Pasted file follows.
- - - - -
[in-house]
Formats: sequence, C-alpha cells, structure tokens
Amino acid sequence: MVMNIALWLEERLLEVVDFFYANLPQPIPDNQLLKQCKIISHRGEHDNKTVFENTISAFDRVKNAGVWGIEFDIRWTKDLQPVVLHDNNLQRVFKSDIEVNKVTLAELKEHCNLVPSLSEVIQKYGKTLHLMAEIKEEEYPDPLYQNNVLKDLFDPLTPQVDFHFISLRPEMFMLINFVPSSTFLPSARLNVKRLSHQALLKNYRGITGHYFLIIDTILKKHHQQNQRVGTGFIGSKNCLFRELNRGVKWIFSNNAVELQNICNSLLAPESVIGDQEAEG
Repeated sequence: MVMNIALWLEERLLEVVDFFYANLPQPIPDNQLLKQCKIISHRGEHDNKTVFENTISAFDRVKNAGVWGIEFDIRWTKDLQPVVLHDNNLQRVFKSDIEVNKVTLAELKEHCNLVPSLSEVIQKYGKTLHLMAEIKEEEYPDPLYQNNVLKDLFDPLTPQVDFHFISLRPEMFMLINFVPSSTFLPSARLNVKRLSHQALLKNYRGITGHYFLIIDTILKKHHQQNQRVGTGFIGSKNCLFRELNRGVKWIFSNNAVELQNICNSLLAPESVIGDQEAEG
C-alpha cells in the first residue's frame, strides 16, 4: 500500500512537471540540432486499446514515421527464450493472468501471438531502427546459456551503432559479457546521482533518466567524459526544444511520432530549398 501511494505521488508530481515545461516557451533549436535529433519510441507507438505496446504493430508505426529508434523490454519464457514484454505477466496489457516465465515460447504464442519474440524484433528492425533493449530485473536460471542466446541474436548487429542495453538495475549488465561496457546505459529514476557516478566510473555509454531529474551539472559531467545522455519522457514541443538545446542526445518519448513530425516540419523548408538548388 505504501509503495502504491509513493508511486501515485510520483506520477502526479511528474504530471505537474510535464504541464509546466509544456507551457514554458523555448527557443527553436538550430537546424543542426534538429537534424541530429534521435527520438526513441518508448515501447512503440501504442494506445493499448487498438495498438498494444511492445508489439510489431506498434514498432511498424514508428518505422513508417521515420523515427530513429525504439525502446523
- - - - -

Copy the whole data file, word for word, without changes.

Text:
[in-house]
Formats: sequence, C-alpha cells, structure tokens
Amino acid sequence: MVMNIALWLEERLLEVVDFFYANLPQPIPDNQLLKQCKIISHRGEHDNKTVFENTISAFDRVKNAGVWGIEFDIRWTKDLQPVVLHDNNLQRVFKSDIEVNKVTLAELKEHCNLVPSLSEVIQKYGKTLHLMAEIKEEEYPDPLYQNNVLKDLFDPLTPQVDFHFISLRPEMFMLINFVPSSTFLPSARLNVKRLSHQALLKNYRGITGHYFLIIDTILKKHHQQNQRVGTGFIGSKNCLFRELNRGVKWIFSNNAVELQNICNSLLAPESVIGDQEAEG
Repeated sequence: MVMNIALWLEERLLEVVDFFYANLPQPIPDNQLLKQCKIISHRGEHDNKTVFENTISAFDRVKNAGVWGIEFDIRWTKDLQPVVLHDNNLQRVFKSDIEVNKVTLAELKEHCNLVPSLSEVIQKYGKTLHLMAEIKEEEYPDPLYQNNVLKDLFDPLTPQVDFHFISLRPEMFMLINFVPSSTFLPSARLNVKRLSHQALLKNYRGITGHYFLIIDTILKKHHQQNQRVGTGFIGSKNCLFRELNRGVKWIFSNNAVELQNICNSLLAPESVIGDQEAEG
C-alpha cells in the first residue's frame, strides 16, 4: 500500500512537471540540432486499446514515421527464450493472468501471438531502427546459456551503432559479457546521482533518466567524459526544444511520432530549398 501511494505521488508530481515545461516557451533549436535529433519510441507507438505496446504493430508505426529508434523490454519464457514484454505477466496489457516465465515460447504464442519474440524484433528492425533493449530485473536460471542466446541474436548487429542495453538495475549488465561496457546505459529514476557516478566510473555509454531529474551539472559531467545522455519522457514541443538545446542526445518519448513530425516540419523548408538548388 505504501509503495502504491509513493508511486501515485510520483506520477502526479511528474504530471505537474510535464504541464509546466509544456507551457514554458523555448527557443527553436538550430537546424543542426534538429537534424541530429534521435527520438526513441518508448515501447512503440501504442494506445493499448487498438495498438498494444511492445508489439510489431506498434514498432511498424514508428518505422513508417521515420523515427530513429525504439525502446523